When I started the physician commanded 12 cents of the medical buck and soon enough it was 6 cents then 3 cents. Where did the dough go? Strait into MBA’s pockets. MBA’s and middle men. You can’t run a competitive business unless you know the cost and if you break your wrist what gets paid is who knows? It’s what ever the contract says you get paid plus the slippage of denials.
Transparency is going to change that as he says BIGGLY. A wrist can’t get set without a Doc but it sure as hell can get set without a MBA sucking off the profit or a screw company charging 10K a screw. United health, CVS, all them jokers are heading down. Should be an interesting ride.
I’ve written a lot about Roth conversion especially partial Roth conversion. I’m in the middle of Roth conversion which is why its on my mind. I was playing with a simple FV calc to look at conversion over time. This is a non-spreadsheet method of analysis that is pretty good.
My previous analysis says that something like a 500K TIRA is OK to own when RMD happens. It’s payout is small enough to keep you in the 12% bracket for a long time. So lets’ say you’re age 65, the SECURE act passes, have a 1.5M TIRA and 7 year to convert it (post SECURE act RMD won’t start till age 72). You want to clean out the TIRA such that 500K is left in the IRA after 7 years of conversion. Do you just divide 1M by 7? That would be the crudest estimate but wouldn’t get the job done. The TIRA will continue to grow over the course of the 7 years (presumably) so you will have to transfer more than 1/7 per year (142,000/yr). Lets look at a FV calculation
This calculation says at 4% return (return above inflation) you would want to convert 185K/yr not 142K /yr. Taxes on 185K would be $36,538 and $ 25,106 on 142K MFJ standard deduction one spouse over 65. So now you know how much to transfer and what it’s going to cost. What’s the end value of the Roth?
So at the end of conversion you would have 1.461M in the Roth (nearly as much as you had in the TIRA, and 512K left in the TIRA for a nearly 2M total. Your taxes would be 7 x 36,538 or $255,766 or a cost of conversion of .13 cents on the dollar, a pretty good deal IMHO. Well below 22% or 24% marginal costs.
I pay my taxes not from the Roth conversion but from cash I free up from my brokerage account mixed with long term cap loss, so my taxes money comes out tax free. A good reason to consider learning how to tax loss harvest.
The results may not be perfect since they represent averages but a rational estimate of both conversion amount and cost. As you convert you can adjust the rate of conversion if the market happens o hit a home run or has a crash. My goal is to wind up with 500K in the TIRA and more than 1M in the Roth prior to RMD. Simple quick no muss no fuss, no Monte Carlo.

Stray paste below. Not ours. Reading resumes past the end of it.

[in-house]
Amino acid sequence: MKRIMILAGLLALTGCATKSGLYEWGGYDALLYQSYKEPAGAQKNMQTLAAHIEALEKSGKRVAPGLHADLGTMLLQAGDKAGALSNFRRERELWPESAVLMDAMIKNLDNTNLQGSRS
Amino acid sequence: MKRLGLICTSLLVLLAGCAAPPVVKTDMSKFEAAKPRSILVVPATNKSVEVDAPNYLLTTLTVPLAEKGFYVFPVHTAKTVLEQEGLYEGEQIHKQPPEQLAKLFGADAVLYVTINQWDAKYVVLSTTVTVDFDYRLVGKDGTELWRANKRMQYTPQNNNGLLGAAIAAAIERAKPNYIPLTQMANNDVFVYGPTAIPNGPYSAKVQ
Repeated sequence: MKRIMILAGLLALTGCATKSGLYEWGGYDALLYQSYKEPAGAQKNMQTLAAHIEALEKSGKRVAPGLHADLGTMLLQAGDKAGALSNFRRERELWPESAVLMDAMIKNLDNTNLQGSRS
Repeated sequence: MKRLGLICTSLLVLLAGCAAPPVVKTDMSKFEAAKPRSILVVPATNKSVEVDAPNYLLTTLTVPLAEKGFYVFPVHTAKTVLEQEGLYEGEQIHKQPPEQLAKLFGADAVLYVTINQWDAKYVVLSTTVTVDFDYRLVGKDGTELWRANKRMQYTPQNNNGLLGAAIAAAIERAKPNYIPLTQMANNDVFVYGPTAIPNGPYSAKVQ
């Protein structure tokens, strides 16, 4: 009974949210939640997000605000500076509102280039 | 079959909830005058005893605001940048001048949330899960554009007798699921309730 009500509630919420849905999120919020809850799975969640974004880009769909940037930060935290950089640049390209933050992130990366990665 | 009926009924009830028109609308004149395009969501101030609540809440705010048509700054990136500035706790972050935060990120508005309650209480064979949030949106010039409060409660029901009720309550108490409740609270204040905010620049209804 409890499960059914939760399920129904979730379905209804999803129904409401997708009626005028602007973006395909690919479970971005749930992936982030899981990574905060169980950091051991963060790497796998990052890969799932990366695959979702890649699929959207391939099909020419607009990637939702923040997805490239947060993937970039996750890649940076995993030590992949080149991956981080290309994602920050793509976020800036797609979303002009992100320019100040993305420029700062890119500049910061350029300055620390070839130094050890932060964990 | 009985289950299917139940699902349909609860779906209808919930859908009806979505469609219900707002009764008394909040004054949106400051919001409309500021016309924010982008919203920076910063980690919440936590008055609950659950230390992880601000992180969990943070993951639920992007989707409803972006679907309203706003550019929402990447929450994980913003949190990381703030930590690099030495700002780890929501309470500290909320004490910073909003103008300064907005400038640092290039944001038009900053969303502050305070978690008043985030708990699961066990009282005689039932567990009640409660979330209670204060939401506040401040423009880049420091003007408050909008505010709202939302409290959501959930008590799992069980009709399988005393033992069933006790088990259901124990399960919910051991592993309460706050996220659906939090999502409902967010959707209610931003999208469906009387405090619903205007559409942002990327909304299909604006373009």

This analysis presumes you are living on cash for the conversion period for max conversion efficiency, but even if you’re living on side gig income or dividends this is how to do the analysis, you would just have higher taxes if not living on cash, but you would be paying taxes anyway.
A word on how assets come out of the TIRA. My goal is to store my blonds in my TIRA. Your best placement of bonds is in a pretax or Roth account. My asset transfer is to get the highest return asset out first and into the Roth. Second highest next. The idea is to get the growth into the Roth to avoid paying more taxes on the appreciation. Moving growth first may change the calculus slightly but it’s a trivial matter to adjust every year now that you have a method to judge. Simply place the assets on the efficient frontier plane and read off which one pays the most. Alternatively you can move the riskiest first but depends on your goal. My goal is to have the bonds in the IRA and enough stock to own a “tangent portfolio” which is the AA which pays the most return for the least risk. If you owned BND and VTI the AA of the tangent would be 12% VTI and 88% BND. You may want higher growth but higher growth brings more taxes and moving out of 12% bracket sooner since this account RMD’s, so I’ll get my growth in the Roth which grows tax free. You get the tangent portfolio from the efficient frontier curve of the assets
The really good news is $185K/yr avoids all the tax cliffs and surcharges built into the tax code. If you convert to the top of the 24% you go off the cliff and pay more taxes than need be, but that’s a subject for another discussion.
My brokerage (FIDO) allows transfer of assets whole or pratial between Roth and TIRA so I don’t even need to convert to money, just transfer and pay the taxes.